With anticipation, Simon boarded flight 2332, New York to Paris, and not for the first time, but for
the tenth. By now he knew the pattern, the routine that the
flight crew followed. He was as prepared as was possible for such a
mission. An hour after takeoff, at an altitude of 32,000 feet, flight
attendant Nancy Sommers asked Simon, "Something to drink, Sir?"
"Certainly, the usual."
Ms. Sommers winked, and carried on.
Two and a half hours into the flight,
over a darkened Atlantic Ocean, Simon rose from his seat on the aisle,
opened the overhead bin and removed his backpack. Ten rows from the rear
galley, Simon headed for the lavatory. As he passed through
the now empty galley, he pulled the curtain in front of the exit door, so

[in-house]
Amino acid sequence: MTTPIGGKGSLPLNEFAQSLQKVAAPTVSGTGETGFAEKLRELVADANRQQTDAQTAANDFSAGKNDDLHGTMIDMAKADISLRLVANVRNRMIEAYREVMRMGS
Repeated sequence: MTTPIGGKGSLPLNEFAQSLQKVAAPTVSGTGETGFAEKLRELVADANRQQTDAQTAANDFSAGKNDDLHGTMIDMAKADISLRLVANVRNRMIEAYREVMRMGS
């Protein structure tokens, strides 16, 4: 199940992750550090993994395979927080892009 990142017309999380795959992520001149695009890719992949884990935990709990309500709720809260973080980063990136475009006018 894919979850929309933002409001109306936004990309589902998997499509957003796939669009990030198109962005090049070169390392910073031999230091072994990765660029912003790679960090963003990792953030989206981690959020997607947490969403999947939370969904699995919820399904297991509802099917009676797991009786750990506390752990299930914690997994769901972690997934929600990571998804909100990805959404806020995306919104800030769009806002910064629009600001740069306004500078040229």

as to create a space for concealment. Once in the restroom, he checked the
contents of his pack, assuring himself that no damage had been done.
Looking in the mirror, straightening his tie, he could practically see his
heart pounding through his
shirt, but this was no time for second guessing decisions already made.
Two hours forty eight minutes into a flight
across an all encompassing sea, Simon cracked open the lavatory door,
and while attendants were busy serving meals, he slid behind the
previously drawn curtain. Except for the buffeting of the plane by the
currents of the wind, time seemed frozen.
She was back now, Ms. Sommers, right on schedule. It was now or never.
Before the other attendants arrived; Simon quickly
dropped to the floor, rolled under the curtain and while a startled Nancy
Sommers almost screamed, with precision packed in profound practice, Simon unzipped his pack, balanced himself on one knee, removed the roses and pleaded,
Darling, marry me?